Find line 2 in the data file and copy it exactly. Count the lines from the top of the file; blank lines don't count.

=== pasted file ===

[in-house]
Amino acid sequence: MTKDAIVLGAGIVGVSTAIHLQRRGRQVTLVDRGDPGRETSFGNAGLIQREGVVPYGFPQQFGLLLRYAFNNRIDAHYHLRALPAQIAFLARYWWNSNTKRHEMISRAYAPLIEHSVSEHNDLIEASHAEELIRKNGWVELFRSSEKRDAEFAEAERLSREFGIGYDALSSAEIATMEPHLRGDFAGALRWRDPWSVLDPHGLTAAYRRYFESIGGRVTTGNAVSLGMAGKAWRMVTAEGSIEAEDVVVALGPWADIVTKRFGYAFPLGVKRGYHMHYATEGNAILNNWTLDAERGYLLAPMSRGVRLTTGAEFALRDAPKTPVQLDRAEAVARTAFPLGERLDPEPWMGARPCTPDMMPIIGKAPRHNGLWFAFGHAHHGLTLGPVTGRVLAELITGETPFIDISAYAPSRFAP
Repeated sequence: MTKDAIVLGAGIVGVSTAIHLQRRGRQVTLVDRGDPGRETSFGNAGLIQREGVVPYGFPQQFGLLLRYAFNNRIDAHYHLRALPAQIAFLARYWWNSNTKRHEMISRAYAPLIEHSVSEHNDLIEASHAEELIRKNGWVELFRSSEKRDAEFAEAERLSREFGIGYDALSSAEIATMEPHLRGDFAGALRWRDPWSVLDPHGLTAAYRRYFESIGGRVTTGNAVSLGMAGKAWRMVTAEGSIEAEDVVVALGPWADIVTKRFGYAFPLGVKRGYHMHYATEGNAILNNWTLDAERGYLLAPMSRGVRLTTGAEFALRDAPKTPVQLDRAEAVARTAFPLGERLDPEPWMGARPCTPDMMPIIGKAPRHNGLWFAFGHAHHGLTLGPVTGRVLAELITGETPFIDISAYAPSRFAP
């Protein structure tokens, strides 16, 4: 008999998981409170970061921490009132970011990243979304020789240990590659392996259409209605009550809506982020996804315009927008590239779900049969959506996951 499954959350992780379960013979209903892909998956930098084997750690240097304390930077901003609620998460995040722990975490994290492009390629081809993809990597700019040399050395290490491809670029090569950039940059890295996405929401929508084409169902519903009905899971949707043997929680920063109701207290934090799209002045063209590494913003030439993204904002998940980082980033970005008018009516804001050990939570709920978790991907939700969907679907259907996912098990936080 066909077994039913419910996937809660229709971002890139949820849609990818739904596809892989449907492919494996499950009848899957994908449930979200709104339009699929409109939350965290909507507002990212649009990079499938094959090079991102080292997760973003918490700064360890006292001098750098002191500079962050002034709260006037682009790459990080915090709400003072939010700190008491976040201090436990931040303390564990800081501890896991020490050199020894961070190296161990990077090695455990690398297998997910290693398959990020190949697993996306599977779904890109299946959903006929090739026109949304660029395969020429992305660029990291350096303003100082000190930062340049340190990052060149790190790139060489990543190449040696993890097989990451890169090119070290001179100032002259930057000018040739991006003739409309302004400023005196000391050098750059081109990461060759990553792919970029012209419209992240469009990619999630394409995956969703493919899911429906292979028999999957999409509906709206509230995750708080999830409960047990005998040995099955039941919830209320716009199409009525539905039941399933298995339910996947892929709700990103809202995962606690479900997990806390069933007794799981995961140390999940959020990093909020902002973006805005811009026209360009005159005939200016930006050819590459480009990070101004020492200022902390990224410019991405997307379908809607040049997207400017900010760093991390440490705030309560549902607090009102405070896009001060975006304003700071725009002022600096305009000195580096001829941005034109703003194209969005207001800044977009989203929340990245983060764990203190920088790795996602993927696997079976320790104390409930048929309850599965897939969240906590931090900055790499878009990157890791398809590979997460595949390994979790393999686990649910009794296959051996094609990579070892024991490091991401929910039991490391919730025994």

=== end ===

Amino acid sequence: MTKDAIVLGAGIVGVSTAIHLQRRGRQVTLVDRGDPGRETSFGNAGLIQREGVVPYGFPQQFGLLLRYAFNNRIDAHYHLRALPAQIAFLARYWWNSNTKRHEMISRAYAPLIEHSVSEHNDLIEASHAEELIRKNGWVELFRSSEKRDAEFAEAERLSREFGIGYDALSSAEIATMEPHLRGDFAGALRWRDPWSVLDPHGLTAAYRRYFESIGGRVTTGNAVSLGMAGKAWRMVTAEGSIEAEDVVVALGPWADIVTKRFGYAFPLGVKRGYHMHYATEGNAILNNWTLDAERGYLLAPMSRGVRLTTGAEFALRDAPKTPVQLDRAEAVARTAFPLGERLDPEPWMGARPCTPDMMPIIGKAPRHNGLWFAFGHAHHGLTLGPVTGRVLAELITGETPFIDISAYAPSRFAP